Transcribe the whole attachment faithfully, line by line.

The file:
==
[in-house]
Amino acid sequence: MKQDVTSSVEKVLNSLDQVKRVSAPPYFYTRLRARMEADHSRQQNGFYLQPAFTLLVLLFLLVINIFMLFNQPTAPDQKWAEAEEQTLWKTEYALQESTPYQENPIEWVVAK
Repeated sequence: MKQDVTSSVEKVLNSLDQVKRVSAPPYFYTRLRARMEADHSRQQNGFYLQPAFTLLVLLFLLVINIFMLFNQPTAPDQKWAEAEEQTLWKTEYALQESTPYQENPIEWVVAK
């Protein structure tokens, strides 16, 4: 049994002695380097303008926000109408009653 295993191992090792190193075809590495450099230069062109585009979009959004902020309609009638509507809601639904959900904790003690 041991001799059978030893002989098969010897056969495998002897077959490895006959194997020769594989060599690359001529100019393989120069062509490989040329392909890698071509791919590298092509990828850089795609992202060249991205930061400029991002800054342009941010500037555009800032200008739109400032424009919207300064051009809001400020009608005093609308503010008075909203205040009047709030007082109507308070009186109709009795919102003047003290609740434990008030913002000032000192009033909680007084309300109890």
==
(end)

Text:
[in-house]
Amino acid sequence: MKQDVTSSVEKVLNSLDQVKRVSAPPYFYTRLRARMEADHSRQQNGFYLQPAFTLLVLLFLLVINIFMLFNQPTAPDQKWAEAEEQTLWKTEYALQESTPYQENPIEWVVAK
Repeated sequence: MKQDVTSSVEKVLNSLDQVKRVSAPPYFYTRLRARMEADHSRQQNGFYLQPAFTLLVLLFLLVINIFMLFNQPTAPDQKWAEAEEQTLWKTEYALQESTPYQENPIEWVVAK
């Protein structure tokens, strides 16, 4: 049994002695380097303008926000109408009653 295993191992090792190193075809590495450099230069062109585009979009959004902020309609009638509507809601639904959900904790003690 041991001799059978030893002989098969010897056969495998002897077959490895006959194997020769594989060599690359001529100019393989120069062509490989040329392909890698071509791919590298092509990828850089795609992202060249991205930061400029991002800054342009941010500037555009800032200008739109400032424009919207300064051009809001400020009608005093609308503010008075909203205040009047709030007082109507308070009186109709009795919102003047003290609740434990008030913002000032000192009033909680007084309300109890």